Septum Piercing Care Tips and Tricks: A Guide

So, you’ve decided to get a septum piercing. Congratulations on your new permanent accessory slot! Whether you did it because it was trendy, because you thought it looked cool, or because you wanted to honor your culture through a ceremonial piercing, it doesn’t matter. You have a new nose ring.

Now, you have to take care of it. Like any piercing, septum piercings can cause some serious problems for you if they aren’t cared for properly. Not sure what sort of aftercare you should expect during your healing process? No worries. Our septum piercing care tips are here to answer all of your questions.

First, What Is a Septum Piercing?

Before we dig into aftercare and healing time, let’s first discuss what a septum piercing is. In doing so, the reason why they can be tricky to heal should become evident.

A septum piercing is a type of nose piercing that goes through the septum, or the space between your nostrils. More accurately, they go through a sweet spot between the actual septum cartilage and the skin below. If you experience severe pain during the piercing, your piercer may have gone through the actual cartilage instead.

How Long Does a Septum Piercing Take to Heal?

On average, a septum piercing will take around three to four months to heal. That’s a relatively long time for a piercing, but this is due in part to its location. A septum piercing goes through the mucosa of the nose, which helps to trap bacteria and other irritants before you breathe them in.

The wound from the piercing itself heals quickly. However, due to the recovery period of the body’s cartilage, it takes much longer before it’s considered fully healed. If your piercer misses his mark, that recovery time can extend to six or even eight months.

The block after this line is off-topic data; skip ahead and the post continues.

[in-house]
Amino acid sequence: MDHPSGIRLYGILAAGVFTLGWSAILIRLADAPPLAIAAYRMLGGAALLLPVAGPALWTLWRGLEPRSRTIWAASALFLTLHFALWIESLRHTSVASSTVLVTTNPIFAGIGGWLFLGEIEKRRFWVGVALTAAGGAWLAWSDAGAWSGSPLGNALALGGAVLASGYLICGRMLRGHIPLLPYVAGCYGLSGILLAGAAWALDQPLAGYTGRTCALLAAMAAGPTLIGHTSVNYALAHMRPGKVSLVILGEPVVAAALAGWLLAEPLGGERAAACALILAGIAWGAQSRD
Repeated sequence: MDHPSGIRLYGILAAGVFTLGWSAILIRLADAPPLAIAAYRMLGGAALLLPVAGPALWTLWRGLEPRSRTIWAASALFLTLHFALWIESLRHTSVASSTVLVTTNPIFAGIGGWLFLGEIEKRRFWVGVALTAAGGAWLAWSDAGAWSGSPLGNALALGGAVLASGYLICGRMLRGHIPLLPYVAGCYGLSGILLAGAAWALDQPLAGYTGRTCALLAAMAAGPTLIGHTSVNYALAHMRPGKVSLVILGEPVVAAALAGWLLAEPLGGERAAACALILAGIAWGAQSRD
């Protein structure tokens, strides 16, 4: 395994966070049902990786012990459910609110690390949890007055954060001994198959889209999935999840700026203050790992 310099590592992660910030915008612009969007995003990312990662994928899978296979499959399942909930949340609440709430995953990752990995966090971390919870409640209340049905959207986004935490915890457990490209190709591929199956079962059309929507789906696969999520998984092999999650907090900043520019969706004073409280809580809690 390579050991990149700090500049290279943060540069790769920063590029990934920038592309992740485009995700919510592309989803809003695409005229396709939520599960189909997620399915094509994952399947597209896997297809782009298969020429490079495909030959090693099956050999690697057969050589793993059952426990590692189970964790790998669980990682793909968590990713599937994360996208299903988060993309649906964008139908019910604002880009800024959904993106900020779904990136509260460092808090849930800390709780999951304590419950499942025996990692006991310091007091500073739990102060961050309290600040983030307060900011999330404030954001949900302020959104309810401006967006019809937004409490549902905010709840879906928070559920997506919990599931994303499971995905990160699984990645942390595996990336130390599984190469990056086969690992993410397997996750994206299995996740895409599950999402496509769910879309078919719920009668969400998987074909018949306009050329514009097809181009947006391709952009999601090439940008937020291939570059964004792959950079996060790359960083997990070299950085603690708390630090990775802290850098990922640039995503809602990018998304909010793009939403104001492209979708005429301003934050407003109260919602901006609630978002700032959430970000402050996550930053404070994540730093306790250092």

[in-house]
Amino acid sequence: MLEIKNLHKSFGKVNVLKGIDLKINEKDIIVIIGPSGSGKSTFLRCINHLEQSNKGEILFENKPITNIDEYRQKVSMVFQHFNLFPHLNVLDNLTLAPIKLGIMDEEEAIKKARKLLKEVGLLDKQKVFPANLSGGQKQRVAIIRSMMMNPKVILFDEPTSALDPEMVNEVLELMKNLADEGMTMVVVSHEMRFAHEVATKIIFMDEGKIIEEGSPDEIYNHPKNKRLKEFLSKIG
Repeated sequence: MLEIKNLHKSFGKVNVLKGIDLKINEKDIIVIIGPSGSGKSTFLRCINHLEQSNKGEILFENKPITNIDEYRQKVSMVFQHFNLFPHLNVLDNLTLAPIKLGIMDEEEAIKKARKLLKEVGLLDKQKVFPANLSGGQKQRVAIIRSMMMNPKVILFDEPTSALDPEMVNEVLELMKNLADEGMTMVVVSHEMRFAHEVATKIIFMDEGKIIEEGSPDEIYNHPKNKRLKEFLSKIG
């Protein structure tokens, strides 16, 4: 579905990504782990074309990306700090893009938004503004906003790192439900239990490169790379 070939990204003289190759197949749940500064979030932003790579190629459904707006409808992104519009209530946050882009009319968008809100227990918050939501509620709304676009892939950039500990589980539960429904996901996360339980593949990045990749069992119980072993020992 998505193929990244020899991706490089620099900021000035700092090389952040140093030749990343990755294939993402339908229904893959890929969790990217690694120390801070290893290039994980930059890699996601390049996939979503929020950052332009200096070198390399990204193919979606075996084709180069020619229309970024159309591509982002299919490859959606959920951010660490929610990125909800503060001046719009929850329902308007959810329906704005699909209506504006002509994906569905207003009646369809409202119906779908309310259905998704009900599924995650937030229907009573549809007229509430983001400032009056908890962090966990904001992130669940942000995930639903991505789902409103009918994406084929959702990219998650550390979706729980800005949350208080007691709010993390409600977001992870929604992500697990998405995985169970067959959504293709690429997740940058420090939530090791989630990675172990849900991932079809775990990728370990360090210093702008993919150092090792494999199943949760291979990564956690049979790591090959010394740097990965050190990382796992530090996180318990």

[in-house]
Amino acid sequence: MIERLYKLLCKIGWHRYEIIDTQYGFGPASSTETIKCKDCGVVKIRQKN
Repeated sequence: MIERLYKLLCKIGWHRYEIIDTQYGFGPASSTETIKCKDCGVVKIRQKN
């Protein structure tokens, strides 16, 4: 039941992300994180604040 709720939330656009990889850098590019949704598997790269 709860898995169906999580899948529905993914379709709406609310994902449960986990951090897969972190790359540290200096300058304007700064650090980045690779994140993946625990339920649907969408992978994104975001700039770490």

What to Do After Getting Your Septum Pierced

Now that we’ve covered basic healing time and what a septum piercing is, let’s dig deeper into what you should do after getting your new piercing. Some elements of this line up with standard piercing care. However, there are some special instructions that must be followed for septum piercing care, due to the increased risk of infection.

Don’t Touch It

We’re serious. Do not touch your new septum piercing. We know, it’s tempting to fiddle with it due to its newness and how it shifts in the middle of the day.

However, during those first few days, you should not touch your piercing if it can be avoided. You’ll still be swollen and sore at that time, and any irritation will only make it worse. Plus, if you pull too hard on the piercing, you could re-open a healing wound and increase your risk of infection.

Avoid Smoking

This might seem like a no-brainer. You just had a new nose ring put in, so anything that messes with your ability to breathe should be avoided for as long as possible while you’re healing. Nicotine messes with your body’s ability to recover from injury, so smoking will lengthen your recovery time.

Prepare a Saline Soak

As with most piercing care, it’s important to prepare a saline soak for the piercing each night. You can use a piercing aftercare mist or soak from the store or make your own, depending on your time and resources. Either way, you need to use your soak on your septum piercing twice daily while you heal.

If you do this, it will shorten your recovery time and help prevent the piercing from becoming infected. Make sure to use only a saline soak and not any harsh cleaners or cleansers.

Keep Yourself Clean and Healthy

Again, this might seem like a no-brainer, but a key part of septum piercing care is regular old self-care. If you don’t bathe often enough and let dirt and grime build up on you, you’re more likely to encounter infections when the skin gets broken. If you’re not healthy otherwise, the recovery period for your piercing can stretch out for much longer.

Keeping your sinuses healthy is especially important for any nose piercings you have. So, make sure you take proper medications for allergies, colds, and other upper respiratory issues.

Clean the Septum Jewelry